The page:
RICHARD D. HOWELL, the first and only city marshal of North Fort Worth, having occupied the position continuously since 1902, is a native of Tennessee, his birth having Occurred in Hardeman county in 1868. His parents were D. C. and Nancy J. (Jones) Howell, both of whom were born in Tennessee, whence they came with their family to Texas in 1881, settling on a farm in Ellis county about twelve miles south of Waxahachie. In 1883 they removed to Montague county, but in 1885 the parents returned to their old neighborhood in Hardeman county, Tennessee, where the father and mother are still living, the former at the age of seventy-eight years.
Richard D. Howell, however, continued to reside in Texas after his parents’ departure from the state in 1885. He returned, however, to Ellis county to work in the cotton crop, for the crop in Montague county that year was a failure. Since that time he has been engaged in various pursuits and business enterprises in this state. At one time he was a cow puncher on the plains and again he engaged in the operation of cotton gins, while for some years he was connected with railroad building. He remained in Ellis county during a portion of the year 1886 and then worked on the construction of the Santa Fe railroad. In 1888, however, he returned to Ellis county, but the same year went to southern Texas, being engaged as construction man and bridge man on the building of the Southern Pacific Railway for two years. In 1892 he came to northern Texas, locating on a farm in Tarrant county near Arlington. He maintained his residence at that place from 1892 until July 2, 1900, since which time he has been a resident of North Fort Worth.
Here Mr. Howell operated the engine at the Orthwein Elevator until it became the property of the Rosenbaum interests, when he began work on the construction of the big plant erected by Swift & Company, packers, being the second man engaged on that work. His time and attention were thus occupied until December 2, 1902, when he was elected city marshal of North Fort Worth, being the first to hold the position. In fact, the organization was completed by that election. He was re-elected in April, 1903, and again in 1904 for a term of two years, and by virtue of the first two elections he was also city assessor and collector, but the duties of the latter positions became separate under a later law and Mr. Howell now devotes his undivided attention to the office of city marshal. He was a very efficient assessor and collector, leaving the office with a clean and honorable record, and as police official at the head of the North Fort Worth department he has discharged his duties fearlessly. He has had much to contend with in a new town which is rapidly growing and to which a lawless element was attracted, thereby requiring strict and constant surveillance. In the consensus of public opinion he is a most capable official, justly meriting the trust reposed in him.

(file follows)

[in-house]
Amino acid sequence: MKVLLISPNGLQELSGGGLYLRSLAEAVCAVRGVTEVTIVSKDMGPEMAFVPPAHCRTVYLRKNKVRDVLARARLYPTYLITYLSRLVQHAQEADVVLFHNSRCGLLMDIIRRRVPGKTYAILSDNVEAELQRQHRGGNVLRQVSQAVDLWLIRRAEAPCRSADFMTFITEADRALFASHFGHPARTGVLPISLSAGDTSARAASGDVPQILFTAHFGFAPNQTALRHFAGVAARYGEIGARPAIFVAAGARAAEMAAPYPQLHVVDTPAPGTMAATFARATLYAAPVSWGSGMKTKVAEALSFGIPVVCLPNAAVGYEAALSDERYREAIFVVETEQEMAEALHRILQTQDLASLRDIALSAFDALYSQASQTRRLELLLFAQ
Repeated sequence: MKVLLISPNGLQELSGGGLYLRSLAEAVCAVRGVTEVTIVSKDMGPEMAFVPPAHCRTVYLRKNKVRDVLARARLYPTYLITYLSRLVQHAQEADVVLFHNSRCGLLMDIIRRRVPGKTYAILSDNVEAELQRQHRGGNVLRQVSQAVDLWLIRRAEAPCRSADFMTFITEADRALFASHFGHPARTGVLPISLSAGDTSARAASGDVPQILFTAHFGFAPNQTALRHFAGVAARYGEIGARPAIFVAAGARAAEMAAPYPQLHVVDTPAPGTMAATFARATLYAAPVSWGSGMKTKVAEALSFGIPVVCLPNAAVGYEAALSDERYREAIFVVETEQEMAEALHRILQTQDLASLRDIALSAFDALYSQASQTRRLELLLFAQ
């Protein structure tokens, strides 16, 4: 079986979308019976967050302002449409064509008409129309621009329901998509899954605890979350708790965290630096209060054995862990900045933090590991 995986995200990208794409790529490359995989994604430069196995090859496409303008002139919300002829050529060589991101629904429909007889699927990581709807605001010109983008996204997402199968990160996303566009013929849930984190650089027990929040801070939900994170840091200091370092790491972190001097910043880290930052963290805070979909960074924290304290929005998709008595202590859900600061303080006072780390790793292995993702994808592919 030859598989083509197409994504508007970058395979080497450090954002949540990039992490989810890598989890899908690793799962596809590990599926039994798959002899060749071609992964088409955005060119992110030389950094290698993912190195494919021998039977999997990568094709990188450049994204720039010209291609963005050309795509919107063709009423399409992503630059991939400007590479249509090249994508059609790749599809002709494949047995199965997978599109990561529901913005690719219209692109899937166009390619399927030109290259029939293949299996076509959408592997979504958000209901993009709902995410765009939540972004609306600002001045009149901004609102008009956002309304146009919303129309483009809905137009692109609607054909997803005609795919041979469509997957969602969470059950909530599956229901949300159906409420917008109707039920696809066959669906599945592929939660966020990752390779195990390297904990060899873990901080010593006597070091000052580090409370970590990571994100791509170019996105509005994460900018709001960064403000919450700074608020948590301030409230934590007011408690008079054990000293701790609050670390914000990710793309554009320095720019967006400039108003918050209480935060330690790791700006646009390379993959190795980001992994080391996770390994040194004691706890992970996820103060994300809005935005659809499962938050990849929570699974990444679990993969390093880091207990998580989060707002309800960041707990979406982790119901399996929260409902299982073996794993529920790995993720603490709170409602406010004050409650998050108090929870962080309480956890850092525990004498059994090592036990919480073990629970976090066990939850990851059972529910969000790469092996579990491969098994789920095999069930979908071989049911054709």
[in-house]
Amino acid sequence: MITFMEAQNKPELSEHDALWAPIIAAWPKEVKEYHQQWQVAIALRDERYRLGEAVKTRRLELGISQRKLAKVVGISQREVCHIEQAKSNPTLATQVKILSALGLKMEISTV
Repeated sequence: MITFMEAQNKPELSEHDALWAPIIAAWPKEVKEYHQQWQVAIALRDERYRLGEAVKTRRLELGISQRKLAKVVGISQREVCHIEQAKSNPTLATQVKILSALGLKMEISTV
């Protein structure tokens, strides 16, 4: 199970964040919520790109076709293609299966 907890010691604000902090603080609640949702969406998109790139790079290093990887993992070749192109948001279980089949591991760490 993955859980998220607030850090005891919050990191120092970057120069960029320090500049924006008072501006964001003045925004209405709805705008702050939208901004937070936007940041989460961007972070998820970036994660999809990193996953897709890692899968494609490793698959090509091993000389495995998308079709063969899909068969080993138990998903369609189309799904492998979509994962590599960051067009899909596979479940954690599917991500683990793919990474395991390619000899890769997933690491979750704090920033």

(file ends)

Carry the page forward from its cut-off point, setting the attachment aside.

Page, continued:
Mr. Howell was married near Arlington in June, 1893, to Miss Mattie A. Brandon, who died at her home in North Fort Worth, March 11, 1905. His niece, Miss Fannie Howell, now resides with him. Mr. Howell is a member of the Knights of Pythias fraternity and the Woodmen of the World and is a gentleman who enjoys in high measure the good will and respect of those with whom he has been associated. He is proving a most loyal and efficient officer, his record as city marshal being most creditable.
Source: B. B. Paddock, History and Biographical Record of North and West Texas (Chicago: Lewis Publishing Co., 1906), Vol. II, pp. 246-247.